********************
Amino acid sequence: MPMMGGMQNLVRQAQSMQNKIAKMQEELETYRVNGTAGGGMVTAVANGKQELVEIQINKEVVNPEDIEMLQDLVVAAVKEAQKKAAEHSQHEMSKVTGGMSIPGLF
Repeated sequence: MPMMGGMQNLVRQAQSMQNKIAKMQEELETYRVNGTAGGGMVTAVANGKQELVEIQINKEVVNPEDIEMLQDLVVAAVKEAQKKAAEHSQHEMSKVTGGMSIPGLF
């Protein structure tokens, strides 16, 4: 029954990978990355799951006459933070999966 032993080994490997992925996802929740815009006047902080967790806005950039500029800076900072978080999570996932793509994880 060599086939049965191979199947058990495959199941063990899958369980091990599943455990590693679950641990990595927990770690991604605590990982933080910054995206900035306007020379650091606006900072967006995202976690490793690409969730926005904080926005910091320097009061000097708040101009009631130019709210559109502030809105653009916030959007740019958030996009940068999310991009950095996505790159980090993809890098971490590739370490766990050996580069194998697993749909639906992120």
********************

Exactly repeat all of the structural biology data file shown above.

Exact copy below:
Amino acid sequence: MPMMGGMQNLVRQAQSMQNKIAKMQEELETYRVNGTAGGGMVTAVANGKQELVEIQINKEVVNPEDIEMLQDLVVAAVKEAQKKAAEHSQHEMSKVTGGMSIPGLF
Repeated sequence: MPMMGGMQNLVRQAQSMQNKIAKMQEELETYRVNGTAGGGMVTAVANGKQELVEIQINKEVVNPEDIEMLQDLVVAAVKEAQKKAAEHSQHEMSKVTGGMSIPGLF
């Protein structure tokens, strides 16, 4: 029954990978990355799951006459933070999966 032993080994490997992925996802929740815009006047902080967790806005950039500029800076900072978080999570996932793509994880 060599086939049965191979199947058990495959199941063990899958369980091990599943455990590693679950641990990595927990770690991604605590990982933080910054995206900035306007020379650091606006900072967006995202976690490793690409969730926005904080926005910091320097009061000097708040101009009631130019709210559109502030809105653009916030959007740019958030996009940068999310991009950095996505790159980090993809890098971490590739370490766990050996580069194998697993749909639906992120």